Welcome to Welge Travel Report's guide to the best of Tel Aviv. WTR's Tel Aviv map shows you the location of the Old Jaffa Museum of Antiquities and Tel Aviv Museum of Art.
WTR's Carlota Cuisine describes the signature dish at Messa and what to order at Shilla. Then you're off to Jerusalem.
Welge Travel Report Notables in Tel Aviv
Getting around in Tel Aviv
Public transportation in Tel Aviv
WTR's Tony Transit says for the best information on public transportation this is your (tel-aviv.gov.il/eng/residents/transportation/Pages/PublicTransportation
People Watching in Tel Aviv
Our Francois Flaneur says the best "PW" is at the Dizengoff Center, Gordon Beach and the Jaffa Clock Tower.
Dining in Tel Aviv
WTR's Carlota Cuisine thinks the best place to have dinner is Hatraklin Bistro - D: Nighlty, Heichel Hatalmud 4, 972 3 566 --13
Famous for their locally sourced meats and wines. Carlota says ask about the Master Market culinary tours.
Nightlife/Entertainment areas in Tel Aviv
Our Shauna Showtime says the best nightlife is in Dizengoff, Ben-Yehuda and Ibn Gavirol St.
Shopping areas in Tel Aviv
WTR's Shari Shopper says you'll find the best shopping at Kikar Hamedina, Neve Tsedak and Ha'Tachana complex, Northern Dizengoff and Florentin Streets.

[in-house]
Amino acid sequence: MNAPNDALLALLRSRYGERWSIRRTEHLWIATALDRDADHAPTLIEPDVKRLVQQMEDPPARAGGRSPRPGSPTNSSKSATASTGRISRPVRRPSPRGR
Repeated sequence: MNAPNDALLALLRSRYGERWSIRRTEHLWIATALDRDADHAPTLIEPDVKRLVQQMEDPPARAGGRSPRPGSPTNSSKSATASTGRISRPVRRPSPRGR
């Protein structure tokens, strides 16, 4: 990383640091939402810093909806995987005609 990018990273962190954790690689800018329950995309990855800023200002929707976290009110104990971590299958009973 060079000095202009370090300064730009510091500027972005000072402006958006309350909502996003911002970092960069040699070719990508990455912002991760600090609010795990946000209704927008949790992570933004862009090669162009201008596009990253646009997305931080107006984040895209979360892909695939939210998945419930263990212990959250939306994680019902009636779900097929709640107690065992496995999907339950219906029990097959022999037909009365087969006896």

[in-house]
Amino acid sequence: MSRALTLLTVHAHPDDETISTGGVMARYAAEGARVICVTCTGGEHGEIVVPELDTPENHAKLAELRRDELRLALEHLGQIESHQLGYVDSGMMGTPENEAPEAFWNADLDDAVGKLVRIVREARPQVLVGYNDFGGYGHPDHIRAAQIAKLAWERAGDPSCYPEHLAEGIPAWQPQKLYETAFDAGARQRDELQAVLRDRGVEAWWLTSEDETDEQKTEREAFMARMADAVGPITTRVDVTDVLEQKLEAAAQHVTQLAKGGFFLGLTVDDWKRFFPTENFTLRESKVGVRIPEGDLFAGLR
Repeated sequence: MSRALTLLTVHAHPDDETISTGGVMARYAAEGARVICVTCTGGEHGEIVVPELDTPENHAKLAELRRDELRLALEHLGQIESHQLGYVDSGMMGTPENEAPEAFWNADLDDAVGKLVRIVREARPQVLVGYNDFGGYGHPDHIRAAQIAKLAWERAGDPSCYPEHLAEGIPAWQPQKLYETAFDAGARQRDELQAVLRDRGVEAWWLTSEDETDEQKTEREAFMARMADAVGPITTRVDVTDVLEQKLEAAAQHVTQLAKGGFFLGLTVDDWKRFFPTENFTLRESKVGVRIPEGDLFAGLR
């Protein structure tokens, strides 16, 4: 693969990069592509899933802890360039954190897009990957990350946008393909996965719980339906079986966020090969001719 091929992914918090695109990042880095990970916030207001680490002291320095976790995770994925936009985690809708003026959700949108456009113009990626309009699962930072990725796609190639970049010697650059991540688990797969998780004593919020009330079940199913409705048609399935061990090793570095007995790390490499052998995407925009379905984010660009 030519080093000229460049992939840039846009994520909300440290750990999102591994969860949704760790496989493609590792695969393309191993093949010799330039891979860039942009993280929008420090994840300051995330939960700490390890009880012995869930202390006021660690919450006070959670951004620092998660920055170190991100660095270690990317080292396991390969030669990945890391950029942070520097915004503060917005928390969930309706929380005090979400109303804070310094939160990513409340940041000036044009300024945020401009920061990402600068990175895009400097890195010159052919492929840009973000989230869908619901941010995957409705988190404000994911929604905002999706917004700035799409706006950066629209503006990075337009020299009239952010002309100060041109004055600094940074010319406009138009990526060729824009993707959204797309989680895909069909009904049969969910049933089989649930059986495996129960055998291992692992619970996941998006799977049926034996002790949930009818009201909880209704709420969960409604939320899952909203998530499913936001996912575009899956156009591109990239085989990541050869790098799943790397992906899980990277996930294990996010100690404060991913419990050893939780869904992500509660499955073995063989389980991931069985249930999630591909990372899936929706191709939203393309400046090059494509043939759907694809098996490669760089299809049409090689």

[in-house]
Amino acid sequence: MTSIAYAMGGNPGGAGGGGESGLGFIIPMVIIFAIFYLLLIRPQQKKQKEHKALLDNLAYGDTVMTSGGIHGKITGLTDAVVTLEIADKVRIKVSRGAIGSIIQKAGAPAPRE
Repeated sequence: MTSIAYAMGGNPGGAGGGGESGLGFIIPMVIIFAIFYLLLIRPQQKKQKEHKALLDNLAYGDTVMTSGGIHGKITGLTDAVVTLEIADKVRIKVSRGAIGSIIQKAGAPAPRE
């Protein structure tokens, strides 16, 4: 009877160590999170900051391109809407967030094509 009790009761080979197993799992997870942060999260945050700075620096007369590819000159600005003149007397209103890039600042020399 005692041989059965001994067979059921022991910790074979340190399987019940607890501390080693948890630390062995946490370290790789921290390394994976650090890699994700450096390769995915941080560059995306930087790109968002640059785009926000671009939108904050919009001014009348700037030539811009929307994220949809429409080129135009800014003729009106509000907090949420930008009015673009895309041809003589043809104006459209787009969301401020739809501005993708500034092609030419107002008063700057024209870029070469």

Alcoholic Beverages in Tel Aviv
Our Larry Lager says beer, wine and arak are popular drinks in Israel.
Business Information for Tel Aviv
Here is help in regard to your business in Tel Aviv: (tel-aviv.gov.il/eng/Business/Pages/StartingBusin.aspx?tm=2&sm=52)
Exchange Rates (http://www.x-rates.com/)
Recognition for Tel Aviv
We extend special thanks to the people who manage and/or own the institutions, museums and restaurants featured in our guides. In some instances we have relied on their descriptions and photos.
Lagniappe for Tel Aviv
WTR's Ernie Exhibit provides information on sppecial current exhibitions for our featured museums such as: Eretz Israel Museum
Now to July 30, 2018 see Amram's Dry Landscape Garden
Amram's "Dry Landscape Garden" is a fictional, stylized landscape imitating a traditional Japanese rock garden (a Zen garden)." However, instead of natural rocks, Amram uses raw glass chunks from a late Byzantine glass workshop found in the ancient site of Apollonia, on the shores of Herzliya. Arranged into groups of two or three, according to the Japanese custom, on a neatly raked gravel representing ripples in water, emptiness and distance, the ancient glass chunks are partly covered with artificial moss. By this intervention, the artist creates a common cultural context while defining a topos for contemplation in a liminal space and time.